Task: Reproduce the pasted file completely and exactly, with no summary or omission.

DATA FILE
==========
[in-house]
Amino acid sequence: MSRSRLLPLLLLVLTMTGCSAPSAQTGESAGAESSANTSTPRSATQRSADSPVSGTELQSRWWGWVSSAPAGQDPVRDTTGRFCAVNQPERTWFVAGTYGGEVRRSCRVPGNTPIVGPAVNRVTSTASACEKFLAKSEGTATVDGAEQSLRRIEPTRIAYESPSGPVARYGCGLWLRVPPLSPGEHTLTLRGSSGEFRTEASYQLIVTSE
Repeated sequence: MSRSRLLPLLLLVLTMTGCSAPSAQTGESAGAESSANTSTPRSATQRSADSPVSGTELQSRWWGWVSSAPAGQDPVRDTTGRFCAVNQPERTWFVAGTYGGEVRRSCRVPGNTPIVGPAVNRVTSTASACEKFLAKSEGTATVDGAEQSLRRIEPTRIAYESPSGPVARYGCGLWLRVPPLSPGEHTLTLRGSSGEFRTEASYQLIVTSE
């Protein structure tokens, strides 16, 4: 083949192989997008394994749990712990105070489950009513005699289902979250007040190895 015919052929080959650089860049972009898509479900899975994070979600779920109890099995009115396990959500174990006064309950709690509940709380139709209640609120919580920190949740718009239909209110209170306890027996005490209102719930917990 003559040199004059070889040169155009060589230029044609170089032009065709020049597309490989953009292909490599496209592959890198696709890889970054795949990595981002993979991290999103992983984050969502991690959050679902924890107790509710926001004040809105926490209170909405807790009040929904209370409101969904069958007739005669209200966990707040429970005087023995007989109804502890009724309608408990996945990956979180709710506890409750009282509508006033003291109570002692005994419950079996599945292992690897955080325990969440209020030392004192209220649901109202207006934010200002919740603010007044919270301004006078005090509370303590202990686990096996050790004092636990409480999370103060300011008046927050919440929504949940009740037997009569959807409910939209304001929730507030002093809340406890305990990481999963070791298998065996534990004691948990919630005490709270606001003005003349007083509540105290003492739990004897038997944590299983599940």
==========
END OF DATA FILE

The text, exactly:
[in-house]
Amino acid sequence: MSRSRLLPLLLLVLTMTGCSAPSAQTGESAGAESSANTSTPRSATQRSADSPVSGTELQSRWWGWVSSAPAGQDPVRDTTGRFCAVNQPERTWFVAGTYGGEVRRSCRVPGNTPIVGPAVNRVTSTASACEKFLAKSEGTATVDGAEQSLRRIEPTRIAYESPSGPVARYGCGLWLRVPPLSPGEHTLTLRGSSGEFRTEASYQLIVTSE
Repeated sequence: MSRSRLLPLLLLVLTMTGCSAPSAQTGESAGAESSANTSTPRSATQRSADSPVSGTELQSRWWGWVSSAPAGQDPVRDTTGRFCAVNQPERTWFVAGTYGGEVRRSCRVPGNTPIVGPAVNRVTSTASACEKFLAKSEGTATVDGAEQSLRRIEPTRIAYESPSGPVARYGCGLWLRVPPLSPGEHTLTLRGSSGEFRTEASYQLIVTSE
């Protein structure tokens, strides 16, 4: 083949192989997008394994749990712990105070489950009513005699289902979250007040190895 015919052929080959650089860049972009898509479900899975994070979600779920109890099995009115396990959500174990006064309950709690509940709380139709209640609120919580920190949740718009239909209110209170306890027996005490209102719930917990 003559040199004059070889040169155009060589230029044609170089032009065709020049597309490989953009292909490599496209592959890198696709890889970054795949990595981002993979991290999103992983984050969502991690959050679902924890107790509710926001004040809105926490209170909405807790009040929904209370409101969904069958007739005669209200966990707040429970005087023995007989109804502890009724309608408990996945990956979180709710506890409750009282509508006033003291109570002692005994419950079996599945292992690897955080325990969440209020030392004192209220649901109202207006934010200002919740603010007044919270301004006078005090509370303590202990686990096996050790004092636990409480999370103060300011008046927050919440929504949940009740037997009569959807409910939209304001929730507030002093809340406890305990990481999963070791298998065996534990004691948990919630005490709270606001003005003349007083509540105290003492739990004897038997944590299983599940």